Filing Your Own Bankruptcy: Is it a good idea?

This personal bankruptcy story was posted on the internet in December of 2010 as a comment in a discussion on bankruptcy: “Well…After spending day and night for about the past 5 days, I put my petition in the mail this morning and should be there tomorrow. Now I can sit and worry if I screw anything up. In particular the Land Contract thing….another poster told me to get an attorney, which I don’t have $1700 and I had to file quickly because my wages will be garnished next week and I cant afford to have that. Anyway, since the land contract was never recorded, on the statement of intentions I filled out the unexpired lease part because I don’t really have any claim to the property. I’m hoping I made the right choice. I suppose I could always file an amendment. Good lord I’m driving myself”

The debtor in this personal bankruptcy illustration is filing his own bankruptcy. Anyone has the right to do just what this debtor did. You can go to the US Bankruptcy Court website at: , and they will offer you information and online help for filing. You can learn all kinds of things about how our bankruptcy system works at the website. What you must remember in visiting the sight is that the Court is obligated only to help you find information and answer questions you may have with the system. The Court is not obligated to give you advice on what they think you might do. As a matter of fact, the Court has just as much responsibility to inform the creditors of their rights under the law as they do any debtor. Filing for bankruptcy is a legal proceeding that is designed to protect both creditor and debtor and to allow the honest person or business to work their way out of a bad financial situation, or in some cases, to completely start fresh. The only way the Court can do that is by being impartial when it comes to our bankruptcy laws.

If you have good sound reasoning abilities, can read, and absorb a lot of detail, depending on the complexity of your own situation, there is a good possibility you can successfully and efficiently file for your own protection. But like the debtor in our illustration alludes, if you don’t really understand all the details, then you may be sitting yourself up for some sleepless nights worrying about any legal mistakes you have made in the process. There is also the possibility you may not have maximized every legal advantage because you did not know the right questions to ask. That is why it might be wise to invest in a bankruptcy attorney who can help you with questions related to your particular situation. The attorney will not only help answer your questions but can be your advocate in representing you through the process.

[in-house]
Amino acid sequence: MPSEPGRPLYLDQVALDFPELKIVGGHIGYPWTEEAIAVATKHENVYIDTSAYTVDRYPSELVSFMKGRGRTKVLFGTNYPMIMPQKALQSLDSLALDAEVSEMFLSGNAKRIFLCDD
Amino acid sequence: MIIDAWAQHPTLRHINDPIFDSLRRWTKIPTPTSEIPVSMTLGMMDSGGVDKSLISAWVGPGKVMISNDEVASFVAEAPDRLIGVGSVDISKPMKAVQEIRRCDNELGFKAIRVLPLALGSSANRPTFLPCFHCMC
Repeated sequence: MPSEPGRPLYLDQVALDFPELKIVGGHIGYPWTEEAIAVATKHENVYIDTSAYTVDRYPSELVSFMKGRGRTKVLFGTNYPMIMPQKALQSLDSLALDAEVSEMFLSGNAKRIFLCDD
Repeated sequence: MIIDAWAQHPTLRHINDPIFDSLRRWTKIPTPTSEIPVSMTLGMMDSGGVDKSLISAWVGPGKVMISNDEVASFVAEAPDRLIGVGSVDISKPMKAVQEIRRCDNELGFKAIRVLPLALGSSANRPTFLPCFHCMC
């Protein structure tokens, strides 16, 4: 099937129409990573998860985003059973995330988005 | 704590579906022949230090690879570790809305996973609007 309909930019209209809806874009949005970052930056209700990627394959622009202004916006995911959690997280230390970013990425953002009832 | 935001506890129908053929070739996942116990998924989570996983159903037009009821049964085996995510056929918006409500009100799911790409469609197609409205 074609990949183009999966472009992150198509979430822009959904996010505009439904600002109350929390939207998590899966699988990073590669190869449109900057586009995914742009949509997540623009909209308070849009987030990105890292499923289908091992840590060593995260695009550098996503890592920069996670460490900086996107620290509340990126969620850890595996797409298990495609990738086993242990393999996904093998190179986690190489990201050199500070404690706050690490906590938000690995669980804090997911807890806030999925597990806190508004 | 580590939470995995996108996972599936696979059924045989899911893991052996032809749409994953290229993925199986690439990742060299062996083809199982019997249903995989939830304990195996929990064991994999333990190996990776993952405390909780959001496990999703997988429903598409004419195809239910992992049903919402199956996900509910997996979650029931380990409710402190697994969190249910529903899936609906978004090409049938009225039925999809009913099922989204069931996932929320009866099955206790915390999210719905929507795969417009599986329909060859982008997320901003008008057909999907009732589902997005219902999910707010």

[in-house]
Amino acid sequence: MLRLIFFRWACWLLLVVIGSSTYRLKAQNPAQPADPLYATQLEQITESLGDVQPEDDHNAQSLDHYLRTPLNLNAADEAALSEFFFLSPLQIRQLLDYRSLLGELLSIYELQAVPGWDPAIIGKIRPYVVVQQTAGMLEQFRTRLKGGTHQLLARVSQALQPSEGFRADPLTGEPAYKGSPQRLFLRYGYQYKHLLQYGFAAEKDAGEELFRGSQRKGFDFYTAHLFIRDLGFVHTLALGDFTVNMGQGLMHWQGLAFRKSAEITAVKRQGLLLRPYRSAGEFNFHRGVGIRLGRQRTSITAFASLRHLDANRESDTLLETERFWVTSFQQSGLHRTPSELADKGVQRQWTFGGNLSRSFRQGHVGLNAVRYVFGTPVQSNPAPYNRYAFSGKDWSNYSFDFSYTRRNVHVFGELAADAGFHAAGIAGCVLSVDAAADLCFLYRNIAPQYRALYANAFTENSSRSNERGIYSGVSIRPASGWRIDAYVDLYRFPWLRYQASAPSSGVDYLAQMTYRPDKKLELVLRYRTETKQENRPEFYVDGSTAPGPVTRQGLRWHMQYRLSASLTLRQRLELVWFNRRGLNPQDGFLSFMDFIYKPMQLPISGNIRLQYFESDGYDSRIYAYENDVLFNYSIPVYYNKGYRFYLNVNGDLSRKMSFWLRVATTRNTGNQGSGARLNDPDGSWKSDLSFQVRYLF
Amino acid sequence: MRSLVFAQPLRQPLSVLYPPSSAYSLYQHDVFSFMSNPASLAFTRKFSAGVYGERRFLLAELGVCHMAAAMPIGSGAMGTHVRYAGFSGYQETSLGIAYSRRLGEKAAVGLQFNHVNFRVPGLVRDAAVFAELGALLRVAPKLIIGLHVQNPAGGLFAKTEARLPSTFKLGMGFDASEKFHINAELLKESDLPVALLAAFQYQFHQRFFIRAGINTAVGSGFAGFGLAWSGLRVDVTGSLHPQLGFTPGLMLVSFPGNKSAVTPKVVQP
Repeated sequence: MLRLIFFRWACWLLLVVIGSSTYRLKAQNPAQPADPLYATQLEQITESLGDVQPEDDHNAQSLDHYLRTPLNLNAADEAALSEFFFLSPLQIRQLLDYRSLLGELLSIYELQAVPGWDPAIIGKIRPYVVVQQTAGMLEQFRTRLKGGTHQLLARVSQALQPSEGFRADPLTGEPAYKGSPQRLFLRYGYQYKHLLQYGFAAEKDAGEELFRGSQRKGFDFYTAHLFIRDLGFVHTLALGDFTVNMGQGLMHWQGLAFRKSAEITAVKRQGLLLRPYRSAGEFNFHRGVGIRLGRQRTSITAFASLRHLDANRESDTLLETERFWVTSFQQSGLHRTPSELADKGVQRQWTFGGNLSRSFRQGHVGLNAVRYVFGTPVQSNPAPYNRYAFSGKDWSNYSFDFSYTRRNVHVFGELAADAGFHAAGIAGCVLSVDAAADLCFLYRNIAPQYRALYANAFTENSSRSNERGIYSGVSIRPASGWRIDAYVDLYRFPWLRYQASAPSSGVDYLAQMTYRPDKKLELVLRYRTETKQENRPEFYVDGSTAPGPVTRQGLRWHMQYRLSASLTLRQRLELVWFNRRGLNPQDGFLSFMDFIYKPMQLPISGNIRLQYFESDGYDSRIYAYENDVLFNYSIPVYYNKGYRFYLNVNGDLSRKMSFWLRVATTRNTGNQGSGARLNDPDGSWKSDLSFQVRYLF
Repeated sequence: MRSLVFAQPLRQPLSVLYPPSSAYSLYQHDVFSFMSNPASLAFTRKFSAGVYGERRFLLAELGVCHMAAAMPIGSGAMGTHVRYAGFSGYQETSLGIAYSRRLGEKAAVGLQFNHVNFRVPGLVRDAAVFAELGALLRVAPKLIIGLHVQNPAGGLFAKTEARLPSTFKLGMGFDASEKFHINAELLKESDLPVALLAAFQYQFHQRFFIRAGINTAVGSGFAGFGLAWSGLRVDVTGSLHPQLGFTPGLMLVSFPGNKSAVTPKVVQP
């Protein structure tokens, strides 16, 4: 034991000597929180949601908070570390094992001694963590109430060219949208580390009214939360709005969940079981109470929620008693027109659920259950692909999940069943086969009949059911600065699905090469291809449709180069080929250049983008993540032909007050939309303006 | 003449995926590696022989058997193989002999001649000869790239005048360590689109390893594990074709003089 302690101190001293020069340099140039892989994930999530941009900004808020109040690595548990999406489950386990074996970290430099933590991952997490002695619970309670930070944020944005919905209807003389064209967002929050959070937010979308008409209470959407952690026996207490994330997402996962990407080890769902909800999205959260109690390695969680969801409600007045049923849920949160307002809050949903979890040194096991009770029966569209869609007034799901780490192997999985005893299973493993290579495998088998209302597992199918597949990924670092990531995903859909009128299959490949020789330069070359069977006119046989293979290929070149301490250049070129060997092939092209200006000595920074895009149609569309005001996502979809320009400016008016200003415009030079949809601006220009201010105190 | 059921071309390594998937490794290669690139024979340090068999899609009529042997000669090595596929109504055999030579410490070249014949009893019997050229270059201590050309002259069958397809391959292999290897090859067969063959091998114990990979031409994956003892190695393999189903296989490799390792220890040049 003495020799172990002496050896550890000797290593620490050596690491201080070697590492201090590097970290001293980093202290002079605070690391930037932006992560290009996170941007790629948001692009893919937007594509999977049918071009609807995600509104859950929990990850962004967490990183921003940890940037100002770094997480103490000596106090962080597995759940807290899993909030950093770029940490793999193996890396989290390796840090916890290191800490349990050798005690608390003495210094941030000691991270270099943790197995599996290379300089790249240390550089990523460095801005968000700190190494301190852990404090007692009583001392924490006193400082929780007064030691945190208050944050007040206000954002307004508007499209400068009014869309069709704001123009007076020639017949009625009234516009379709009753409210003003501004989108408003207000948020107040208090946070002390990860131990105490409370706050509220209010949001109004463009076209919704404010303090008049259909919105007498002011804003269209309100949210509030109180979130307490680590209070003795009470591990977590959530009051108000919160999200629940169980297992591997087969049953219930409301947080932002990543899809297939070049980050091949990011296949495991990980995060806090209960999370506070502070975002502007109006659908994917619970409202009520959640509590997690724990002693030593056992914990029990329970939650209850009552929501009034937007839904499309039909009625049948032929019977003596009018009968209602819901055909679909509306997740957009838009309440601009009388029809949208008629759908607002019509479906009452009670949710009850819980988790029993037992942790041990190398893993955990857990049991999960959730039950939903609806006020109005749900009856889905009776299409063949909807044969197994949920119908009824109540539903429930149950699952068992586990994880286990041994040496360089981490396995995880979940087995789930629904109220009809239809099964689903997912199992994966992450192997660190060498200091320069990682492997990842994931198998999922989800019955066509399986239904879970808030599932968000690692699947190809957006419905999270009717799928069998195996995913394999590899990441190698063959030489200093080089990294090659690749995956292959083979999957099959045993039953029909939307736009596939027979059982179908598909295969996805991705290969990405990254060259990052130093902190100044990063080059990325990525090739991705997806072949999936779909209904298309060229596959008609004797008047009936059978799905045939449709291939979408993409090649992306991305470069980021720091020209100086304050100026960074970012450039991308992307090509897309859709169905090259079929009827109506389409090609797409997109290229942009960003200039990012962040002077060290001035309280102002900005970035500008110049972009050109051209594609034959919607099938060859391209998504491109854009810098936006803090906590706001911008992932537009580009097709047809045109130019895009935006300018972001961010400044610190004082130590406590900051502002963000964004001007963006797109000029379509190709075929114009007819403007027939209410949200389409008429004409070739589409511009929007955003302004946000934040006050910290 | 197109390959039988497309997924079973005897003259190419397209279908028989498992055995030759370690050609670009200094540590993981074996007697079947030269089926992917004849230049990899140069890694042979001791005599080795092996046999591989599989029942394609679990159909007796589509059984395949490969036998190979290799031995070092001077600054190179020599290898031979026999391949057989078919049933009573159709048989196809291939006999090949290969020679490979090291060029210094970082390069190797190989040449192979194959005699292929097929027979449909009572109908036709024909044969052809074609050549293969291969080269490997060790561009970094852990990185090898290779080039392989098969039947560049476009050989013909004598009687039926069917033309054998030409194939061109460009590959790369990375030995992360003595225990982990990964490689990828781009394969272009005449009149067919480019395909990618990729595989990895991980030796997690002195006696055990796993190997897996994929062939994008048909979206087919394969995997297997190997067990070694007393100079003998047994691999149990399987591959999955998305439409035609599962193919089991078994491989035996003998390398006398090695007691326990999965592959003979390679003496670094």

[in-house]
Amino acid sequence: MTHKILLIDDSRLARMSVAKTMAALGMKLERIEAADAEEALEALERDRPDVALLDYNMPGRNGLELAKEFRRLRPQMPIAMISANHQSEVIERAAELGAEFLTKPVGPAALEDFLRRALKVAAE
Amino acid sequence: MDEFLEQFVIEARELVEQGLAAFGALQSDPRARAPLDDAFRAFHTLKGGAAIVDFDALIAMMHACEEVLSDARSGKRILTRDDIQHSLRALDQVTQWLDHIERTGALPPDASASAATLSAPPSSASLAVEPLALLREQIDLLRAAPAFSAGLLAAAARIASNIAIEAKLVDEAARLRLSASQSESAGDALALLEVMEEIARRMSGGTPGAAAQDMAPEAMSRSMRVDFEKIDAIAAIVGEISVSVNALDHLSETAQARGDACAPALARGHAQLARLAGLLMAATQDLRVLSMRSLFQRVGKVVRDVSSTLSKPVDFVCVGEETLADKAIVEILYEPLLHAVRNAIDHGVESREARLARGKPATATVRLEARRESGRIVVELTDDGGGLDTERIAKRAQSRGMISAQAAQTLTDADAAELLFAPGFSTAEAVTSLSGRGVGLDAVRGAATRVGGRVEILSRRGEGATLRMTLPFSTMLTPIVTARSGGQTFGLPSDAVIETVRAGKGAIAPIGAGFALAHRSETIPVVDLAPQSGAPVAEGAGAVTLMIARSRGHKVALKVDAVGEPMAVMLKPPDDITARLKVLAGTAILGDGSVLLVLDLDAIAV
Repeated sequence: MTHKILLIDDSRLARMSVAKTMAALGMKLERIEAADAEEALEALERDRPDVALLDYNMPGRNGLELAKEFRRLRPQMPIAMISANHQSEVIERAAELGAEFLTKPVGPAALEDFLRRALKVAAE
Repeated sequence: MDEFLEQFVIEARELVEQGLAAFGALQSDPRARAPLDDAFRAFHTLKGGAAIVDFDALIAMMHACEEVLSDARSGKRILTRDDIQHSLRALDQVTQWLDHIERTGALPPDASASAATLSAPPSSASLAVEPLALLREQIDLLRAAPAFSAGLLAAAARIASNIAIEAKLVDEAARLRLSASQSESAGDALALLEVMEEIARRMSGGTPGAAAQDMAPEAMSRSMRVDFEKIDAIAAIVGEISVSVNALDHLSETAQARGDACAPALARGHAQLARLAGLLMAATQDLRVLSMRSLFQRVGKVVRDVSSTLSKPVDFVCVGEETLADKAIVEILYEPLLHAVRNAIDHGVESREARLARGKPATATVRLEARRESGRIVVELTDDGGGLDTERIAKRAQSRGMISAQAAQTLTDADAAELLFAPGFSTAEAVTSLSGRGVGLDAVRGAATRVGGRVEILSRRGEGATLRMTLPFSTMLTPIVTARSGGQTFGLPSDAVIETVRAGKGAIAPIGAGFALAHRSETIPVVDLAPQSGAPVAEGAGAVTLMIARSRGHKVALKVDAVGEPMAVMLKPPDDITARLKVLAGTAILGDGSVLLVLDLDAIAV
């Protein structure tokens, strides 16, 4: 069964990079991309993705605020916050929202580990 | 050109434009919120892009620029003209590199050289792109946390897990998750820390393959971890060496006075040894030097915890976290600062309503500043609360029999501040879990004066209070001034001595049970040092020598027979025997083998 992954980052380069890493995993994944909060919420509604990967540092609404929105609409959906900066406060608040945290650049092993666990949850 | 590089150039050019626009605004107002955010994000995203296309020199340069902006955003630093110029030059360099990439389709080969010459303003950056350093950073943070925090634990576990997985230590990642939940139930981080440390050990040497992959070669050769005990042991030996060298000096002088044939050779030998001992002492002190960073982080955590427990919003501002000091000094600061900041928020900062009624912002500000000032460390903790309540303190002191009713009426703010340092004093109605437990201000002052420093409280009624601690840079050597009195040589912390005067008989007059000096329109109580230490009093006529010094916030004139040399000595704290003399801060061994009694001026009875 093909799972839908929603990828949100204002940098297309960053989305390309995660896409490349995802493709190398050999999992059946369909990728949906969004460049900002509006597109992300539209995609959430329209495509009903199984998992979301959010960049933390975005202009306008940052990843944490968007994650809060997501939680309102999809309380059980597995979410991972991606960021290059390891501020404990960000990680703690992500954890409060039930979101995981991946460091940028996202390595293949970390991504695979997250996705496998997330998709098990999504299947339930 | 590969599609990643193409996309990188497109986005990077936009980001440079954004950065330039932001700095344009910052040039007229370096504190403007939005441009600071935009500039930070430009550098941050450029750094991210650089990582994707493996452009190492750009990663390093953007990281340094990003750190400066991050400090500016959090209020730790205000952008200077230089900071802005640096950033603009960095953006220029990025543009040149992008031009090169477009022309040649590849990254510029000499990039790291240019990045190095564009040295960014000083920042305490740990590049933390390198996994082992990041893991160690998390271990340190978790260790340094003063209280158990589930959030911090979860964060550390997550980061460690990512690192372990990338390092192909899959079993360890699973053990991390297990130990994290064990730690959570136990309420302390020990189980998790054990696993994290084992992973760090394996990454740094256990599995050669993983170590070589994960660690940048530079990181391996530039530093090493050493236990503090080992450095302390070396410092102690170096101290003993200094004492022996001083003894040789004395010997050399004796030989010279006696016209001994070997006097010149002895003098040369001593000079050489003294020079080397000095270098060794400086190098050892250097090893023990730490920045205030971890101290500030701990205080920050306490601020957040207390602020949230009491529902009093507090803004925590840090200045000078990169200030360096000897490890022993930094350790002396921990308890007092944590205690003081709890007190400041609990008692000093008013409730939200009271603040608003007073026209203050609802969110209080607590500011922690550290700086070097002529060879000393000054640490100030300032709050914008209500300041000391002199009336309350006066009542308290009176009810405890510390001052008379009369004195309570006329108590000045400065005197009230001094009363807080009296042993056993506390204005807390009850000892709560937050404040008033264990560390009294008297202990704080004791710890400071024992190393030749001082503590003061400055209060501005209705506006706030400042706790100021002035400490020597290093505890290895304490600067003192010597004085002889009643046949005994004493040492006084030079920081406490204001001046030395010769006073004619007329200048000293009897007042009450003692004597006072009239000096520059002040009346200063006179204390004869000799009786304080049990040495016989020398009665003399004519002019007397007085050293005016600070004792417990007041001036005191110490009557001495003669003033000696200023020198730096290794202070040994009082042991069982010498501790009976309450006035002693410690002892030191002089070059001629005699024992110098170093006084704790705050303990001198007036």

Many attorneys will provide you with a free consultation to see if you are in need of their services. Normally during the initial consultation, you can learn a lot about your situation, what to expect through the ordeal, and the cost associated with the attorney’s services.  Some attorneys will even work out a payment system you can afford. Regardless, you can check out more than one attorney to find the one you feel most comfortable.

There is no easy way out of a bad financial situation. They can happen to anyone, and the way out of them amounts to a lot of hard work and determination to overcome. Maybe you have found yourself in a difficult financial situation, and you are considering bankruptcy as an option. If this is the case, you are going to need a bankruptcy lawyer to properly help you understand how the complex bankruptcy laws may apply in your situation. So, if you determine you are in need of relief from the stress associated with debt, contact us today. We will help you find a bankruptcy attorney in your area that will help you with any questions you may have on bankruptcy law.

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